So, I think this is a moment where history can change in a positive way. I think the West has failed and now hopefully the Islamic countries, together with the neighboring countries of Afghanistan can step in. I mean, it’s unbelievable what is happening: that the world would know of such a humanitarian tragedy and not act, I think this is a point where people have to really think about what does that mean about the moral condition of the world? I think Operation Ibn Sina could be a tremendous change in the situation.

REHMAN: Now, a very interesting point, and let me take this debate to the lady in Germany: Mrs. Helga, now a couple of important points. One is when Mr. Hamid Karzai was gotten, nobody knew him. And he was there for two terms, because he was the blue-eyed boy of the Americans, certainly, when he made certain remarks, and he was pretty open. Then there was this, I would say, change, as far as the leadership was concerned, and two terms were given to Mr. Ashraf Ghani, who ended up running away, leaving the Afghan people. And interesting part is in every election, if was believed that they were rigged and they were so close that initially Abdullah Abdullah was made the Foreign Minister, and later on, again, since he was also running for President, he said, well, I’m the President; and he ended up becoming the CEO, and again then in the second term, he was again given another responsibility. Now the point is, if that is acceptable to the Americans, that Mr. John Kerry flies all the way from U.S.A., comes here, creates a new appointment, and settles down things—if that is acceptable, Ma’am, why is the Taliban regime not acceptable to the Americans? Is it because they’re ashamed of their loss in Afghanistan? Or perhaps, they never expected Taliban to take charge so quickly, within days, in fact?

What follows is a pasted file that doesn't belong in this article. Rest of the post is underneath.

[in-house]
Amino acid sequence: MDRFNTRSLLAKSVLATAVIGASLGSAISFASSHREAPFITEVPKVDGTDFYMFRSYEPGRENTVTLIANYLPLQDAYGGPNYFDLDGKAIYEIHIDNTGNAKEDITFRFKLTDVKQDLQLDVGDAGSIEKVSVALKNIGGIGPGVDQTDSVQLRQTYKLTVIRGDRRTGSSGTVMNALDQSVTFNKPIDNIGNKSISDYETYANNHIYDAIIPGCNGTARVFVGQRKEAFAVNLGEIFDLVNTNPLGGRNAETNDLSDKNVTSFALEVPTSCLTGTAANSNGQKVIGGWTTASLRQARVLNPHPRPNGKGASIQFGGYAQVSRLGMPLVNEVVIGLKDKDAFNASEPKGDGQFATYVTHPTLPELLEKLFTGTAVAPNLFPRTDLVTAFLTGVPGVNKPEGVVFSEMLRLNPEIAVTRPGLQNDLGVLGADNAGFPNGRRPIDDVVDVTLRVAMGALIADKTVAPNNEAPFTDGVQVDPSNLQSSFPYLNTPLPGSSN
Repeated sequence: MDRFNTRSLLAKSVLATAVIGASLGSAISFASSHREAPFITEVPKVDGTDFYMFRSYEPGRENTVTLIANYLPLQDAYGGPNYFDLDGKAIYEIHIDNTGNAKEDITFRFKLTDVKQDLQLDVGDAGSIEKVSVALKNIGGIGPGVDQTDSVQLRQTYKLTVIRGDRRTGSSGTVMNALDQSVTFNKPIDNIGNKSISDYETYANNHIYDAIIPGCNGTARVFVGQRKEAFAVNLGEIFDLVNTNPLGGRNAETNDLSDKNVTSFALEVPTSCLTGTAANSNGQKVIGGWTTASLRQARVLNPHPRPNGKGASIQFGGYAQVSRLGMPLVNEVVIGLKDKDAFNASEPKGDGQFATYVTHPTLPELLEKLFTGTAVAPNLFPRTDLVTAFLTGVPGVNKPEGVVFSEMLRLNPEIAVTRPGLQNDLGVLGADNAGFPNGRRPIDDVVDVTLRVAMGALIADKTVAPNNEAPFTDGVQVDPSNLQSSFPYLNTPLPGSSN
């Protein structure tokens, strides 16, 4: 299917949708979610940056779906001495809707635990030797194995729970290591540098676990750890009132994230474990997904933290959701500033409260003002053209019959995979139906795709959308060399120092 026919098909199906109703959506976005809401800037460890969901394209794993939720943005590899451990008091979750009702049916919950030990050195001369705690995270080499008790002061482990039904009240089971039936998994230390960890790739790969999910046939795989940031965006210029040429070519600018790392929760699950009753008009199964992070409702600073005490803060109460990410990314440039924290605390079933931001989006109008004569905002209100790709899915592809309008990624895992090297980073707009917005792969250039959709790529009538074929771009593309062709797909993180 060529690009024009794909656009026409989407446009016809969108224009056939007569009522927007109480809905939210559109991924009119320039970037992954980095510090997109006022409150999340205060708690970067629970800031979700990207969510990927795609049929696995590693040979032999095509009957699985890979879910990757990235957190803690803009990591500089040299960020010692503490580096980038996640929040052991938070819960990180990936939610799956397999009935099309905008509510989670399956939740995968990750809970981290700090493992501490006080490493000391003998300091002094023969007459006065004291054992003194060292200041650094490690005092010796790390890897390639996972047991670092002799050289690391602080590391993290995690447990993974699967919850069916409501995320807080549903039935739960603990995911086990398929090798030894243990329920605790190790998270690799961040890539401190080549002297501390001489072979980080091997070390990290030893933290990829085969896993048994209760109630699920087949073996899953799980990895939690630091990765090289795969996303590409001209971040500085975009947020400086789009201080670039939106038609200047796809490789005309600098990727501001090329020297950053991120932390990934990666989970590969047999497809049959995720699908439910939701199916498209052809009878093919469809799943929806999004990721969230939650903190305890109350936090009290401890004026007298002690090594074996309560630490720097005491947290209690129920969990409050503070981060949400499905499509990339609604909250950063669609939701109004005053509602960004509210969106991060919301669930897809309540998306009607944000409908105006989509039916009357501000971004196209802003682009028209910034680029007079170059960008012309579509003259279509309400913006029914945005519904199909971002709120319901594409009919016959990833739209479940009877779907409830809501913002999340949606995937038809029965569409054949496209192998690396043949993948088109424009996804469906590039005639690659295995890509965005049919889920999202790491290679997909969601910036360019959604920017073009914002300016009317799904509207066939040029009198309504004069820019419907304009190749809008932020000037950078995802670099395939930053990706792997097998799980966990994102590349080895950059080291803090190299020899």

ZEPP-LAROUCHE: Well, obviously, it is a shameful experience. I mean, the United States military is the strongest military on the planet, and combined with NATO, there is simply no other military force stronger—and to be defeated by essentially 65,000 Taliban fighters, is not exactly a heroic experience. I think some of the military who were involved are still licking their wounds, and they have a hard time to digest the fact that they really suffered an incredible defeat.

But that doesn’t take away the responsibility—I mean, in the history of military affairs, if you defeat an enemy, you have a certain responsibility for what happens. In the same way, even if you lose, the fact that the West, NATO and the United States, and the German Bundeswehr and many others, were for 20 years fighting in Afghanistan gives them a moral responsibility to deal with the people. And what is happening now, by sanctioning Afghanistan, by withholding the funds, they’re punishing the Afghan people! The Taliban in a certain sense, the argument that the Taliban are not respecting women’s rights, that may be true, but if you starve more than 90% of the population, you are doing much worse to the women. And the pictures of the dying children and dying babies, I would really like that these pictures should haunt the people who are withholding the help! There is no—this is bordering genocide! Because the effects are all known: Withholding the money right now, it’s the biggest crime I can imagine! So I think we have to really arouse the world public much more, because what you do, by doing this, you force the Taliban practically to go back to the drug production and the drug trade. The Taliban do not want to have drug production, it goes against their religious beliefs.

And in 2000, the UN [drug and crime] representative Pino Arlacchi was negotiating with the Taliban, and they gave up the drug production. The explosion of the drugs occurred after NATO came into the country, and now, by withholding the funds, you are forcing the Taliban to get money from somewhere. So this will have an incredible amount of deaths within Europe, in Russia, China, where the drugs will find their way to go.